Red Mountain Appellation of Washington State Wine Country
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Archived Feature

Red Mountain People... their star ascends
by Susan O'Hara

Wines Northwest Editor's note:  Red Mountain Appellation was Washington State's smallest viticultural appellation when it was federally authorized on April 3, 2001.  It is a 4,040-acre area in the southeastern portion of Yakima Valley AVA.  Six hundred acres were planted to vineyards that have developed over the past 30+ years to earn their owners top dollar for the premium grapes grown there.  (1,199 vineyard acres currently are planted; as of August 2015.)  Labels (designating these Red Mountain vineyards) create high consumer demand and satisfaction.  I wrote this piece after enjoying the company of a small group of the people at Hedges Red Mountain Winery and Vineyards -- people who met with me to talk about their desert-land investment that is now one of Washington's federally authorized American Viticultural Areas.  We sipped our wine, produced from nearby vineyards, and the story of the Red Mountain AVA's beginnings unfolded.  Red Mountain People comes out of that casual conversation back in 2000, when appellation status was only a hope; today it is a reality. 

      "It was pure luck," concludes Fred Artz, manager of the now renowned Klipsun Vineyard located in the Red Mountain Appellation of Washington authorized in 2001.Willow Creek Vineyards

     "We don't even know why we did it," confirms Jim Holmes, owner and founder of Ciel du Cheval Vineyards on Red Mountain.  "Basically, it was an investment."

     The Jim Holmes family and the John Williams family (owners of Kiona Vineyards) first bought 80 acres of land in the Red Mountain region and planted 10 acres to grapes in 1975. 
Kiona Vineyards, Red Mountain

     "John and I had worked together in the stock market and tried to get rich that way... we lost a lot of money," Holmes chuckles.  "When you lose money in the stock market, the next thing you try to do is lose money in real estate.  We could do that as well as anybody else, we figured.  So we bought 80 acres of worthless desert out here in 1972.  There was absolutely nothing out here then.  In fact, we had a hard time finding the spot.  We used a couple of telephone poles to navigate back to the spot."  

        Williams and Holmes began to explore the area and first found the "Experimental Station" doing work with growing wine grapes in Prosser, under the direction of Dr. Walter Clore.  Results from some of Dr. Clore's experimental viticulture had just been published.

        "Hey, we're only 10 miles away," Holmes remembers the two future wine industry members concluded.  "We can do this. We thought we would grow grapes just for fun, and maybe haul them to Seattle and sell them to home winemakers.  We had no idea there were really worthy wineries that would use these grapes."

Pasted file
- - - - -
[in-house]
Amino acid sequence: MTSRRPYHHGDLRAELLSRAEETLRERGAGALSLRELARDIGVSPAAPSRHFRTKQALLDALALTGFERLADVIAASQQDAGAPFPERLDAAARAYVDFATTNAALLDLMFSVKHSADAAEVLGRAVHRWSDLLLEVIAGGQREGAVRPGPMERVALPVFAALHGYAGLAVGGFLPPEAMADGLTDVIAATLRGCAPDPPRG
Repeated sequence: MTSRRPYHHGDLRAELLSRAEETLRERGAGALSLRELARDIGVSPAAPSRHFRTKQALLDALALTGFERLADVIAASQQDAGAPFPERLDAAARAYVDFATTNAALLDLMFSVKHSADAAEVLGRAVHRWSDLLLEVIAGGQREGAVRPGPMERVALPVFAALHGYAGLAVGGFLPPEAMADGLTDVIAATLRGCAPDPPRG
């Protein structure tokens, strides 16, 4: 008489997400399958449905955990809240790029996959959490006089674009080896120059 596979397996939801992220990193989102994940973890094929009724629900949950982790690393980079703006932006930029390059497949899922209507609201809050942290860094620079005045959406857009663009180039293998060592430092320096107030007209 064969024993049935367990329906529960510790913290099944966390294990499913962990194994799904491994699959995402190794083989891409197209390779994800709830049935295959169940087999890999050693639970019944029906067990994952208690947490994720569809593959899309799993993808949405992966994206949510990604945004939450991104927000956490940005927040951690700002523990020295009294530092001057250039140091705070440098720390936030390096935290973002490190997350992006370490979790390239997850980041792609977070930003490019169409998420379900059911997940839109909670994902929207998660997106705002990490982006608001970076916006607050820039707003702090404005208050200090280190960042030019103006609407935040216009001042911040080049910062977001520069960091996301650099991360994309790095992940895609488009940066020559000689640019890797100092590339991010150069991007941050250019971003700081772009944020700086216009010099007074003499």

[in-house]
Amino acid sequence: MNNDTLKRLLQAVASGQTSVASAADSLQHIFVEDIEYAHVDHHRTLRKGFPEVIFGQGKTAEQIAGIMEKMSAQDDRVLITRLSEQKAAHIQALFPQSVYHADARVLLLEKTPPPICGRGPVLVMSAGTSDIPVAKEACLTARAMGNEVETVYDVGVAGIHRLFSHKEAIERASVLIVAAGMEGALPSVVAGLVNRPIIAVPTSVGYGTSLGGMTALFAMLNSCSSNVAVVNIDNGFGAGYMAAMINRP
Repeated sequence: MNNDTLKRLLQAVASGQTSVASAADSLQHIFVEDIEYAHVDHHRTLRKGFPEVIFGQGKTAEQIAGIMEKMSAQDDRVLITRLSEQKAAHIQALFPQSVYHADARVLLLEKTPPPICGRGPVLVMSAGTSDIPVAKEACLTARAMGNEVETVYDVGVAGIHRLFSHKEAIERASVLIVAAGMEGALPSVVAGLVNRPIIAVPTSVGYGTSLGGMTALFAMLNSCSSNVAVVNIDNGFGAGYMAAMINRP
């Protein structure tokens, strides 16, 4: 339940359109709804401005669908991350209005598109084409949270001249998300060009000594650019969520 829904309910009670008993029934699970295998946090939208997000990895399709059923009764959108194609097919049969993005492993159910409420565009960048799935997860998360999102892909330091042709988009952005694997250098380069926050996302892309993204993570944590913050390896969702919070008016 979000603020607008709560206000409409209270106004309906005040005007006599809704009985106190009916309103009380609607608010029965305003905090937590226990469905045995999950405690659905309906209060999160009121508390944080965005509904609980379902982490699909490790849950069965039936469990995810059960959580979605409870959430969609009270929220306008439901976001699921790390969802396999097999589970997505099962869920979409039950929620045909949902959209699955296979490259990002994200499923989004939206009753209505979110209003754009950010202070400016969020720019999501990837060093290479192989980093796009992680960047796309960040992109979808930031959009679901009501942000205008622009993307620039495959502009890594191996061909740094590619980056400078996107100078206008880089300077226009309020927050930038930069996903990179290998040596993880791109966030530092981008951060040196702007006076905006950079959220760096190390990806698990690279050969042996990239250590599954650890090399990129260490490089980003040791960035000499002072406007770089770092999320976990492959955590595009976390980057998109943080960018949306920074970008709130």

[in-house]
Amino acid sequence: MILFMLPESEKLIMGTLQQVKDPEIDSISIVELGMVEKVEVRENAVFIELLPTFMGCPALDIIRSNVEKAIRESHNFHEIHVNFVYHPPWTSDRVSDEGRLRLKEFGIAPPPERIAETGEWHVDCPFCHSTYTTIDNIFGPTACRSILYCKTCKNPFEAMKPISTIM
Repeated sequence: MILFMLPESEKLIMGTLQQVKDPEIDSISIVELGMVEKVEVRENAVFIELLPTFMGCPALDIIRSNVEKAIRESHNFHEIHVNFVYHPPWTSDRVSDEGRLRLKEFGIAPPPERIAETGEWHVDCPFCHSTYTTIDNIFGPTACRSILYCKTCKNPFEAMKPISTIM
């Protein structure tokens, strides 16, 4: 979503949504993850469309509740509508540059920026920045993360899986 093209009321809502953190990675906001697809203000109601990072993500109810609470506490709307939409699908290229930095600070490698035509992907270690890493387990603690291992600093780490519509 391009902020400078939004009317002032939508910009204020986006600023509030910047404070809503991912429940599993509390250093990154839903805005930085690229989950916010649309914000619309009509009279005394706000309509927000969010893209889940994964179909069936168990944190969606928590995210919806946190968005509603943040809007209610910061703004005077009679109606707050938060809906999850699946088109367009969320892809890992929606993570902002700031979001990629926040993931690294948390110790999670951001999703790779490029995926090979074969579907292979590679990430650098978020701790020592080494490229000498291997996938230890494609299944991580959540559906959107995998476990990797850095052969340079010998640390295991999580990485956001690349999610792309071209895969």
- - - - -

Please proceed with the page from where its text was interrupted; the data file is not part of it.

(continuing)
The first ten acres of Red Mountain land were planted on what is now Kiona Vineyards, owned by the Williams family. 

        "Just about the time we planted our 10 acres in 1975, we met this guy that had a tractor dealership," explains Holmes, "a guy named Bill Preston that started a winery just because that's what he wanted to do.  He wasn't any smarter than we were; we had grapes and no winery; he had a winery and no grapes.  So guess what?  We had a fit for a while."

        Preston Winery in Pasco produced the first wines from the Red Mountain region.  It was soon obvious there was something different about this land.

        "The first and most notable thing about the place was the Cabernet," notes Holmes.  "It came off as a big surprise!"

        What to plant was "just a mindless separation of 10 acres into thirds," says Holmes.  "We divided the 10 acres into thirds, and decided what to plant based on what we saw already growing (Riesling) and what we liked (Chardonnay and Cabernet Sauvignon)."  Another three acres across the road were planted at the same time.

        Holmes alerted friends when an 80-acre parcel came up for sale. The land was purchased and is now owned by Holmes himself.  That land is now the famed Ciel Du Cheval vineyards.

        Next to succumb to the desert allure of the Red Mountain area was the Gelles family.  As friends of the Williams and Holmes families, David and Patricia Gelles were bound to catch the winegrowing fever.  Patricia Gelles remembers the night it happened.